“Our Harvard-style lecture rooms will allow for more interactive teaching and collaborative project work. One floor will be given over to Tangent, an ideas workspace where innovation and entrepreneurship teaching will be available to all students, not just those from business courses. 
“This will be a space where we can teach young budding entrepreneurs from arts, Stem or health courses, whether they are undergraduates or postgraduates, about innovation. It’s worth remembering that a lot of our best businesses aren’t always generated by business graduates, but students from areas such as humanities, engineering and the life sciences.”

Which brings us back to the alumni, where Dr Prendergast is keen to emphasise that Trinity graduates have a valuable contribution to make far beyond monetary donation. 
“The Trinity College community is made up of staff, students, graduate and business leaders. We want that relationship with our alumni to be lifelong: they can support with mentoring of students or in working to support and sponsor student clubs and societies. 

The university is asking its alumni to volunteer their time, whether acting as an ambassador, volunteering with one of its professional networks, or becoming a career mentor


“They can provide the internships that are increasingly important to third-level students, especially to business students, and we hope that our students will provide value for them too. Our alumni community can also provide vital support for students on overseas study or work programmes, including practical and emotional support as well as placements.”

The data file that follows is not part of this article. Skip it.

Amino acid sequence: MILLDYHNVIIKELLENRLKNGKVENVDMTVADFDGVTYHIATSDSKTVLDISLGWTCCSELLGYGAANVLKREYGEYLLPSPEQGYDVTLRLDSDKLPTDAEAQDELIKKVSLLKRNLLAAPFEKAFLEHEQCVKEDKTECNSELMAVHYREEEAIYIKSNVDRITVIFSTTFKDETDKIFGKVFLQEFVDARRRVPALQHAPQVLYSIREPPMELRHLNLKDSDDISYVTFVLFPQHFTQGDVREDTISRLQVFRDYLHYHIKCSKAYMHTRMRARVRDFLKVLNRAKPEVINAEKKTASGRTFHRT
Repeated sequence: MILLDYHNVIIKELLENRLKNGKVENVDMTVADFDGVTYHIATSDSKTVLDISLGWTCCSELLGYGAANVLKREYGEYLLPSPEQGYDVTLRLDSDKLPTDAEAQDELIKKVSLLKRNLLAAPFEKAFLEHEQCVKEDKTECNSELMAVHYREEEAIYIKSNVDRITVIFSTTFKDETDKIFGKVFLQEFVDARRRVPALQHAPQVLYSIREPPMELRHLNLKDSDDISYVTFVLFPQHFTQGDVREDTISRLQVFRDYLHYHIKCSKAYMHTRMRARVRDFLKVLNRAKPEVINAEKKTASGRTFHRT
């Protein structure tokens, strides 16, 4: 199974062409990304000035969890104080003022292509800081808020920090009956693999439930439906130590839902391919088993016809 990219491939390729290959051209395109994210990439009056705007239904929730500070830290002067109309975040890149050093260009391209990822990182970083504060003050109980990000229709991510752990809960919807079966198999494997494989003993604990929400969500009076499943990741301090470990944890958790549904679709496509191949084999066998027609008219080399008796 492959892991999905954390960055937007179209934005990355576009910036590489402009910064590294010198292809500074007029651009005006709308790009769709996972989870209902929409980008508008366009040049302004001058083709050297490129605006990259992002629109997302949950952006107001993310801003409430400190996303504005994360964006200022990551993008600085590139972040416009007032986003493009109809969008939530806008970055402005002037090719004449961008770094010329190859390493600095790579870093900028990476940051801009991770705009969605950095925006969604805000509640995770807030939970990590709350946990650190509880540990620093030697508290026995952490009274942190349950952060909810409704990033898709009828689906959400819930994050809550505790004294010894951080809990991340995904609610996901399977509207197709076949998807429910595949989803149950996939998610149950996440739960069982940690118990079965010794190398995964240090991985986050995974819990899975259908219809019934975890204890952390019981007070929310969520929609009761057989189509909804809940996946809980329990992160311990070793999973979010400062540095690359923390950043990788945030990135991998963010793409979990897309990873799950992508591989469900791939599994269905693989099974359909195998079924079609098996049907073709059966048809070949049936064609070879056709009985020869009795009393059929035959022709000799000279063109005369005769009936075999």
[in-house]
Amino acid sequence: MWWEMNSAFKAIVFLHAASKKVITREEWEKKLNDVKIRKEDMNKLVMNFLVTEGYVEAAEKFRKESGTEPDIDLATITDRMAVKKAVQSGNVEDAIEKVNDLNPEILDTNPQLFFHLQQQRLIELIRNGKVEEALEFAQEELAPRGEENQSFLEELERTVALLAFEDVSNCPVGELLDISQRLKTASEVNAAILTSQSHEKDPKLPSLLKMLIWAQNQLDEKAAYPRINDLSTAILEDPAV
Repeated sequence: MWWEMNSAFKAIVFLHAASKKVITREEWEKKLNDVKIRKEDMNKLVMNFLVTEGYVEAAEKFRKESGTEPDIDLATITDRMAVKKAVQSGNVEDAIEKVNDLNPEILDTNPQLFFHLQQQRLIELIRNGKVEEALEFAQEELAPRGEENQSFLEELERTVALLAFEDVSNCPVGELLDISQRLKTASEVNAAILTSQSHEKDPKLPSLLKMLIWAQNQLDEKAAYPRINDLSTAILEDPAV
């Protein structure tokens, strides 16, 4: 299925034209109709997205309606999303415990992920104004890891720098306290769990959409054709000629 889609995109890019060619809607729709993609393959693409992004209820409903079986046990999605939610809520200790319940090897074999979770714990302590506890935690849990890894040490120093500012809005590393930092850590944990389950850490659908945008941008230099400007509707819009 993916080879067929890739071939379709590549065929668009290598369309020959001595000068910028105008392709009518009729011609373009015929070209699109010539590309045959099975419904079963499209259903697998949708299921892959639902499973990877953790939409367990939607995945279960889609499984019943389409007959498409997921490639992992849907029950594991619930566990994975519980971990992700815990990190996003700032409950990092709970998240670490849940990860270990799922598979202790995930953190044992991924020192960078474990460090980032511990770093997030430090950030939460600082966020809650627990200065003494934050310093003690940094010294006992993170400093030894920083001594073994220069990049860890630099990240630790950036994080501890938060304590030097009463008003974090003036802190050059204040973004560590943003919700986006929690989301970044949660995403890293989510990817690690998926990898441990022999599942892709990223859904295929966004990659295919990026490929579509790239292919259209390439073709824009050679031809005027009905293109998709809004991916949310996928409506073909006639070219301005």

With the costs of rents and housing in Dublin eating into disposable income, particularly for graduates under 40, not all alumni will have the financial wherewithal to offer cash or jobs. 
That’s why, through its Inspiring Generations campaign, the university is also asking its alumni to volunteer their time, whether acting as an ambassador for Trinity, volunteering with one of its professional networks, becoming a career mentor or being a “class champion” that organises reunion events or gifts from the class towards a campaign project. 

Diverse

Meanwhile, the international welcome programme will connect Trinity students in non-EU countries with Trinity graduates who live locally.

For all this, however, let’s face it: there will be many graduates who feel that they paid enough to the university in registration fees and that Trinity, Ireland’s highest-ranking university, has enough. So why should they dig deep? 

Trinity wants to help solve the challenges facing Ireland and the world


Dr Prendergast points out that a core goal of the Inspiring Generations campaign is to increase the number of students from diverse backgrounds, particularly students from socio-economically disadvantaged backgrounds. 
At the moment, around eight per cent of Trinity’s undergraduates come through the Trinity Access Programme, which has been widely recognised as providing some of the best and most innovative supports to students from less wealthy backgrounds. 
Trinity wants to help solve the challenges facing Ireland and the world, says Dr Prendergast. 
“Whether used by commercial firms or not-for-profit social enterprise, business is a tool for change and that is why it is so integral to Trinity’s overall strategy.
“Those who support our mission to have a more diverse campus built around students with a thirst for knowledge are giving young people, as well as mature students, the best chance to have a happy and successful life through a world-class education.”


Trinity has set about making a world class business school and now ranks in the top two per cent of business schools worldwide. Now amongst the fast growing business schools in Europe, its new facility opens on Thursday, May 23rd.